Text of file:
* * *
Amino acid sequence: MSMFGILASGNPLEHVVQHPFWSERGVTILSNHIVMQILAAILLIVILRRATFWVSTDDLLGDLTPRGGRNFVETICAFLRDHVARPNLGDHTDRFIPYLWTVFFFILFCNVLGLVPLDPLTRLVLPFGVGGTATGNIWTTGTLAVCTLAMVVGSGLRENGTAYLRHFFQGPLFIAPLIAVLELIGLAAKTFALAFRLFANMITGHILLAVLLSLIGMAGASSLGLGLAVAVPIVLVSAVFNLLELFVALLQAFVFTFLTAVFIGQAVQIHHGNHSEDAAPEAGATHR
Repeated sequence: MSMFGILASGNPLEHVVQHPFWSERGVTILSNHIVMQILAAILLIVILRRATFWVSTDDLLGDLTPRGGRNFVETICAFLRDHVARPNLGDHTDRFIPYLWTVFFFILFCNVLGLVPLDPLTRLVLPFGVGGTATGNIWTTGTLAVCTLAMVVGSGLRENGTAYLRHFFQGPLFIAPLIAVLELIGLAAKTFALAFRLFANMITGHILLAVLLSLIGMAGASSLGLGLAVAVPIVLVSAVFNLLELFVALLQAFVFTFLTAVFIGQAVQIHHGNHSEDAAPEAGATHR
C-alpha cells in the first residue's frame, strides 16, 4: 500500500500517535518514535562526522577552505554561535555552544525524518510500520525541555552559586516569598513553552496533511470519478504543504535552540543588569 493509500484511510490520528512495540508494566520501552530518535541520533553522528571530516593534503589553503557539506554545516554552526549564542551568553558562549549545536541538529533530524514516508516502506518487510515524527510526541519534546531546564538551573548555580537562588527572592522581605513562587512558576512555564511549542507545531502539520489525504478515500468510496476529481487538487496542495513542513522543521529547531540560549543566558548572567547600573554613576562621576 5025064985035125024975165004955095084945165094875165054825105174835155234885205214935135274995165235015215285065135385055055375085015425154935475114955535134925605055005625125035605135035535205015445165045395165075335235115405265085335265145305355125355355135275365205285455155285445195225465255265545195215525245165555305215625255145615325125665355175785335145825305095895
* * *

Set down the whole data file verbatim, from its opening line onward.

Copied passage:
Amino acid sequence: MSMFGILASGNPLEHVVQHPFWSERGVTILSNHIVMQILAAILLIVILRRATFWVSTDDLLGDLTPRGGRNFVETICAFLRDHVARPNLGDHTDRFIPYLWTVFFFILFCNVLGLVPLDPLTRLVLPFGVGGTATGNIWTTGTLAVCTLAMVVGSGLRENGTAYLRHFFQGPLFIAPLIAVLELIGLAAKTFALAFRLFANMITGHILLAVLLSLIGMAGASSLGLGLAVAVPIVLVSAVFNLLELFVALLQAFVFTFLTAVFIGQAVQIHHGNHSEDAAPEAGATHR
Repeated sequence: MSMFGILASGNPLEHVVQHPFWSERGVTILSNHIVMQILAAILLIVILRRATFWVSTDDLLGDLTPRGGRNFVETICAFLRDHVARPNLGDHTDRFIPYLWTVFFFILFCNVLGLVPLDPLTRLVLPFGVGGTATGNIWTTGTLAVCTLAMVVGSGLRENGTAYLRHFFQGPLFIAPLIAVLELIGLAAKTFALAFRLFANMITGHILLAVLLSLIGMAGASSLGLGLAVAVPIVLVSAVFNLLELFVALLQAFVFTFLTAVFIGQAVQIHHGNHSEDAAPEAGATHR
C-alpha cells in the first residue's frame, strides 16, 4: 500500500500517535518514535562526522577552505554561535555552544525524518510500520525541555552559586516569598513553552496533511470519478504543504535552540543588569 493509500484511510490520528512495540508494566520501552530518535541520533553522528571530516593534503589553503557539506554545516554552526549564542551568553558562549549545536541538529533530524514516508516502506518487510515524527510526541519534546531546564538551573548555580537562588527572592522581605513562587512558576512555564511549542507545531502539520489525504478515500468510496476529481487538487496542495513542513522543521529547531540560549543566558548572567547600573554613576562621576 5025064985035125024975165004955095084945165094875165054825105174835155234885205214935135274995165235015215285065135385055055375085015425154935475114955535134925605055005625125035605135035535205015445165045395165075335235115405265085335265145305355125355355135275365205285455155285445195225465255265545195215525245165555305215625255145615325125665355175785335145825305095895